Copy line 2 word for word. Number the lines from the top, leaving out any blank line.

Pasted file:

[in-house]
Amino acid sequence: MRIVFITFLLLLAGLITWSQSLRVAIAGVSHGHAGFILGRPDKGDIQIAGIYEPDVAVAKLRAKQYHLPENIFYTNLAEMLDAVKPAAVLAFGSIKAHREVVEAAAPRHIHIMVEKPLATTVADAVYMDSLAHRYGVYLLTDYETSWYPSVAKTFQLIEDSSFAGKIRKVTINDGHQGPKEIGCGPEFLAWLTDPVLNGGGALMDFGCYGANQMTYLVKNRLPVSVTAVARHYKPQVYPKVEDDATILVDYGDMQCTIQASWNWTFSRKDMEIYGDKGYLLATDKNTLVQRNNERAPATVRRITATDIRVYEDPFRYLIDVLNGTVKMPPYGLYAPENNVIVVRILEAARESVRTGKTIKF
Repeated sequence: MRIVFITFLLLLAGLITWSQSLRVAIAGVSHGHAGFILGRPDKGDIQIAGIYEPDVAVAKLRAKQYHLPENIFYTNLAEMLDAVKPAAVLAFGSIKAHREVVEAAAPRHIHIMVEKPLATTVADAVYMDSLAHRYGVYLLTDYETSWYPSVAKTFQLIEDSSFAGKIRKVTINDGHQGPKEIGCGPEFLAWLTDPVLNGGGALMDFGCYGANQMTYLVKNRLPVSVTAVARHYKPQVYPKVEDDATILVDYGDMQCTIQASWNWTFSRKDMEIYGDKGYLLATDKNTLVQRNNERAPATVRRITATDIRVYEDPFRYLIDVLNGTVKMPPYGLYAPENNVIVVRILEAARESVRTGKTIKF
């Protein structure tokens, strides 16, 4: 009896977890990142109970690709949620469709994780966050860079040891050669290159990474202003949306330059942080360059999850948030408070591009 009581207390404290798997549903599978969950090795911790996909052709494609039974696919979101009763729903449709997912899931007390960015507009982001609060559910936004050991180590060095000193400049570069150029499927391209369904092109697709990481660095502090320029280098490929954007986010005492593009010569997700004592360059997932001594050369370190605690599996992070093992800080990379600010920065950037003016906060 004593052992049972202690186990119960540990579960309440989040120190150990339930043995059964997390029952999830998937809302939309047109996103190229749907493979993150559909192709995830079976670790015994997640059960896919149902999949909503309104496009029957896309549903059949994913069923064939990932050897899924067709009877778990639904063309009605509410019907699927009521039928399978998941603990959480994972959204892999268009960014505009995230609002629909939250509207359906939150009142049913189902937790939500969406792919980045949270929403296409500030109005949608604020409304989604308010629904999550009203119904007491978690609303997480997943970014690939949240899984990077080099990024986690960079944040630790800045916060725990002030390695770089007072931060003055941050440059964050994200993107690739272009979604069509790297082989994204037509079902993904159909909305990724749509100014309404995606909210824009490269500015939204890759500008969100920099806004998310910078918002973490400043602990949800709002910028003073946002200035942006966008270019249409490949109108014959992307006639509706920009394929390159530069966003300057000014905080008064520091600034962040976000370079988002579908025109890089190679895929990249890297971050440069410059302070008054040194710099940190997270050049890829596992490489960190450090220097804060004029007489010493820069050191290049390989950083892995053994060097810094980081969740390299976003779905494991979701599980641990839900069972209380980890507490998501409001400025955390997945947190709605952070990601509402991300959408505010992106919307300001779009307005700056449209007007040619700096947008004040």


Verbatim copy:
Amino acid sequence: MRIVFITFLLLLAGLITWSQSLRVAIAGVSHGHAGFILGRPDKGDIQIAGIYEPDVAVAKLRAKQYHLPENIFYTNLAEMLDAVKPAAVLAFGSIKAHREVVEAAAPRHIHIMVEKPLATTVADAVYMDSLAHRYGVYLLTDYETSWYPSVAKTFQLIEDSSFAGKIRKVTINDGHQGPKEIGCGPEFLAWLTDPVLNGGGALMDFGCYGANQMTYLVKNRLPVSVTAVARHYKPQVYPKVEDDATILVDYGDMQCTIQASWNWTFSRKDMEIYGDKGYLLATDKNTLVQRNNERAPATVRRITATDIRVYEDPFRYLIDVLNGTVKMPPYGLYAPENNVIVVRILEAARESVRTGKTIKF